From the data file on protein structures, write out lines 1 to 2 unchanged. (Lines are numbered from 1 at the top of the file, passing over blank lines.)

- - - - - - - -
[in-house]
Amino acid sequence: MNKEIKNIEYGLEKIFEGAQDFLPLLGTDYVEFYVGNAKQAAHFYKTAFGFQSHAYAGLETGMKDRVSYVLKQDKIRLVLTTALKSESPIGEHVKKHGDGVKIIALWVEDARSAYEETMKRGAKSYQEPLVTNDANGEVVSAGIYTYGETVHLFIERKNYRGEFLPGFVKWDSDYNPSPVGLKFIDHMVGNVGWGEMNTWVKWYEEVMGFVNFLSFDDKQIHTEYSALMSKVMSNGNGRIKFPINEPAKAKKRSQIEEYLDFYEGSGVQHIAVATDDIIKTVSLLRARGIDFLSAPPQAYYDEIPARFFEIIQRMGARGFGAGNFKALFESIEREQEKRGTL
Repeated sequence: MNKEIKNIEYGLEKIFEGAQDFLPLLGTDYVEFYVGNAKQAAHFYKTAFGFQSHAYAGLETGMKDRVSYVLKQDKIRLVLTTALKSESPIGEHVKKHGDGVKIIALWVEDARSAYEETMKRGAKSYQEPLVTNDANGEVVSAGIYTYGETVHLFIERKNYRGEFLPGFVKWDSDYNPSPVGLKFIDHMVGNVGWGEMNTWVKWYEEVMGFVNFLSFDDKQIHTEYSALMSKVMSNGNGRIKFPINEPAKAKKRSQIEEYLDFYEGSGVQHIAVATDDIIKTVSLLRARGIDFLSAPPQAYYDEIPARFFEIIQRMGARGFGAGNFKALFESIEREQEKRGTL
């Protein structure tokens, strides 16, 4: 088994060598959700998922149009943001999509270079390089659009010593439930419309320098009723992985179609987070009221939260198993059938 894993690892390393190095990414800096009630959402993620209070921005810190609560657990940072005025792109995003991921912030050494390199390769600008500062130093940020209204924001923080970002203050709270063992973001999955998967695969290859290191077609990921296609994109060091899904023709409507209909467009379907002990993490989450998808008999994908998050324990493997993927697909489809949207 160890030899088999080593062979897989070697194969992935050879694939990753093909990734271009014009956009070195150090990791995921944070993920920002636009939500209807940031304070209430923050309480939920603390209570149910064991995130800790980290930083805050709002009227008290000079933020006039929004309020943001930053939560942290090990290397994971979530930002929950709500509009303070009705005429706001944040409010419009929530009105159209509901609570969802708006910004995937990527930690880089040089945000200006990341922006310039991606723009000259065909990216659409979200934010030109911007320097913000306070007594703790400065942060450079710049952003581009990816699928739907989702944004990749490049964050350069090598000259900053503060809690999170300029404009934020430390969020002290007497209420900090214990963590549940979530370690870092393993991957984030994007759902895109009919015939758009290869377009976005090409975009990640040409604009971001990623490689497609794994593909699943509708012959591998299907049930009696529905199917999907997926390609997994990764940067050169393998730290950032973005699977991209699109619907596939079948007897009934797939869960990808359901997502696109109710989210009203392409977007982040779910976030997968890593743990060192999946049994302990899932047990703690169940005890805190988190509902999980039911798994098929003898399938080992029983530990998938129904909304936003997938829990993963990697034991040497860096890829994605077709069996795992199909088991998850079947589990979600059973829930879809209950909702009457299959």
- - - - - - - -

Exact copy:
[in-house]
Amino acid sequence: MNKEIKNIEYGLEKIFEGAQDFLPLLGTDYVEFYVGNAKQAAHFYKTAFGFQSHAYAGLETGMKDRVSYVLKQDKIRLVLTTALKSESPIGEHVKKHGDGVKIIALWVEDARSAYEETMKRGAKSYQEPLVTNDANGEVVSAGIYTYGETVHLFIERKNYRGEFLPGFVKWDSDYNPSPVGLKFIDHMVGNVGWGEMNTWVKWYEEVMGFVNFLSFDDKQIHTEYSALMSKVMSNGNGRIKFPINEPAKAKKRSQIEEYLDFYEGSGVQHIAVATDDIIKTVSLLRARGIDFLSAPPQAYYDEIPARFFEIIQRMGARGFGAGNFKALFESIEREQEKRGTL